Snake_Byte #7: Luhn at First Byte

As mandated by HIPAA, every healthcare provider in the United States has a National Provider Identifier, or NPI. This ID is a ten digit number prefixed by 80840 ('80' refers to health, 840 refers to the U.S).  Not every ten digit number corresponds to a valid NPI.  Only ten digits numbers that pass a checksum algorithm called the Luhn Algorithm can be used.  The purpose of the checksum is to catch accidental transcription errors, such as swapping two adjacent digits or mistaking a “1” for a “7”, etc.

The algorithm is almost as simple as checking that the last digit of the sum of the digits is equal to zero (with 80840 prepended).  The twist is that every other digit does something special.  Instead of just adding its value to the total, you add twice its value to the total.  Well, almost.  If twice the value is a two digit number, instead of adding the doubled value to the total, we sum those two digits before adding the value to the total.

As an example, we will compute the Luhn checksum of the year that Hans Peter Luhn was born, 1896.  We start by adding the first (rightmost) digit, 6, to the tally.  The next digit is 9, which needs to be doubled, giving 18.  Since 18 is a two digit number, add 1+8 = 9 to the tally, giving 6 + 9 = 15.  For the next digit we are back to the simple case of just adding to the tally, leaving 15 + 8 = 23.  Back to doubling for the final digit, we add 2*1 to the tally, 23 + 2 = 25.  The last step is to reduce the tally to its last digit, which is 5.  Therefore the Luhn checksum of 1896 is 5.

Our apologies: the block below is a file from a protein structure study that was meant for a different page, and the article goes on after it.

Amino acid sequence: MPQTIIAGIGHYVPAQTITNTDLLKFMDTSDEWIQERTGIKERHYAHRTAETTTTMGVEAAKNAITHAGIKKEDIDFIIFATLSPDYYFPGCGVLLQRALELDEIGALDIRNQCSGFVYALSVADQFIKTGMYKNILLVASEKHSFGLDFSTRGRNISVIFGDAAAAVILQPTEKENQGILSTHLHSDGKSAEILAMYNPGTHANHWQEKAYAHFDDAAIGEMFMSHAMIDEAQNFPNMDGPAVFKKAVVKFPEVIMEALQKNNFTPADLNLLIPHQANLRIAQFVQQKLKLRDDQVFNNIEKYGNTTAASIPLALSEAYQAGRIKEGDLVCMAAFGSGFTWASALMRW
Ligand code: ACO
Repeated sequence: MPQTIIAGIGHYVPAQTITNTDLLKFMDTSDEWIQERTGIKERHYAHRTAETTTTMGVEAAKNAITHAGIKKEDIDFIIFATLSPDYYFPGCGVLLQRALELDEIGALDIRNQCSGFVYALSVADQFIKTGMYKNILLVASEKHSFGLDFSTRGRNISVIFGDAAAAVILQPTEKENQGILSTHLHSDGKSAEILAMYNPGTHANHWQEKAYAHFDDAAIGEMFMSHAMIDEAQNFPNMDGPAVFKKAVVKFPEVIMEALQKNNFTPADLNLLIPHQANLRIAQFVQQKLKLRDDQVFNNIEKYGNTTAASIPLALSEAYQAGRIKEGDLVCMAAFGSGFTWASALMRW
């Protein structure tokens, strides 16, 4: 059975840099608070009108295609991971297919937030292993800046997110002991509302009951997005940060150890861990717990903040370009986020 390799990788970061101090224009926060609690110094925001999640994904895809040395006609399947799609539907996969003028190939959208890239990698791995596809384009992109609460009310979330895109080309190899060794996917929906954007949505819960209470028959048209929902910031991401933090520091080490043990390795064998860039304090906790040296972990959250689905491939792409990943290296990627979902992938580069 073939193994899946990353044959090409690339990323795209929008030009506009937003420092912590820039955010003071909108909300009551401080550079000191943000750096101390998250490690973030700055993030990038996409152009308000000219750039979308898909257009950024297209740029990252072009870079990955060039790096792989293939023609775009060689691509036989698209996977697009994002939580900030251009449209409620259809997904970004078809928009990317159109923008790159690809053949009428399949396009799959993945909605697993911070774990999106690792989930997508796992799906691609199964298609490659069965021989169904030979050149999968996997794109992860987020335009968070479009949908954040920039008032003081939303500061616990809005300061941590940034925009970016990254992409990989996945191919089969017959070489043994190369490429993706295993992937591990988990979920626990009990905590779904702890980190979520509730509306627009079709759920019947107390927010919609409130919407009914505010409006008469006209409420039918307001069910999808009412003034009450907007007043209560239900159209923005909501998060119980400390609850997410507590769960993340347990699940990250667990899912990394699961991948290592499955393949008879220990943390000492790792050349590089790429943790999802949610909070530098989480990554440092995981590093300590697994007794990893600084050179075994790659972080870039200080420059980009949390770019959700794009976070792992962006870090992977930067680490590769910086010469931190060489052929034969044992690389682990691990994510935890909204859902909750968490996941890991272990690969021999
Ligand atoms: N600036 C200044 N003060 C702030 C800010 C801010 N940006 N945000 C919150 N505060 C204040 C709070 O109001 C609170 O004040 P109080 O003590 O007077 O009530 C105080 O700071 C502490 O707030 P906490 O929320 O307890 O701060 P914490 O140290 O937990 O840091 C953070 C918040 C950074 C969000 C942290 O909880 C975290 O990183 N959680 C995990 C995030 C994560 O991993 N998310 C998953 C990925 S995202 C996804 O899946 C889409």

NPI numbers will always have a Luhn checksum of zero when prepended with 80840.  Or, equivalently, they will always have a Luhn checksum of 4 without the prefix.

PokitDok validates a lot of NPIs for our APIs.  When our eligibility API is called with an invalid NPI, an error is returned: "Invalid NPI based on checksum calculation".  The amount of time our back end spends calculating this checksum is negligible compared to other concerns like network latency, so it's not necessary that we optimize the Luhn algorithm.  We do hit this particular section of our codebase a lot, though, so if we see an obvious improvement, we're happy to take it.  PokitDok engineer Brian Corbin talked about this at the most recent PyCon.

Wikipedia has a python implementation of the Luhn Algorithm:

This code example is great for understanding how the algorithm works, but if we care less about exposition and more about performance, we can make some improvements.

First of all, we don't need to compute digits_of(2*6) every time we see a six in an even position.  We can write the answer down once and be done with it!  The list of all such computations is just:

(where the computation for the digit i is the i-th element of this list).

Notice that this list is just a permutation of the digits.  From this we can already see some properties of the Luhn checksum.  The only digits fixed by this permutation are 0 and 9, so the only way you can swap two adjacent digits of a number and end up with the same Luhn checksum are if the digits are 0 and 9.  (Ok, well, you could swap two identical digits, but that's like the proverbial treefall...)  For example, 1091 and 1901 have the same Luhn checksum, but that only works since we swapped 0 and 9, no other two digits would have worked.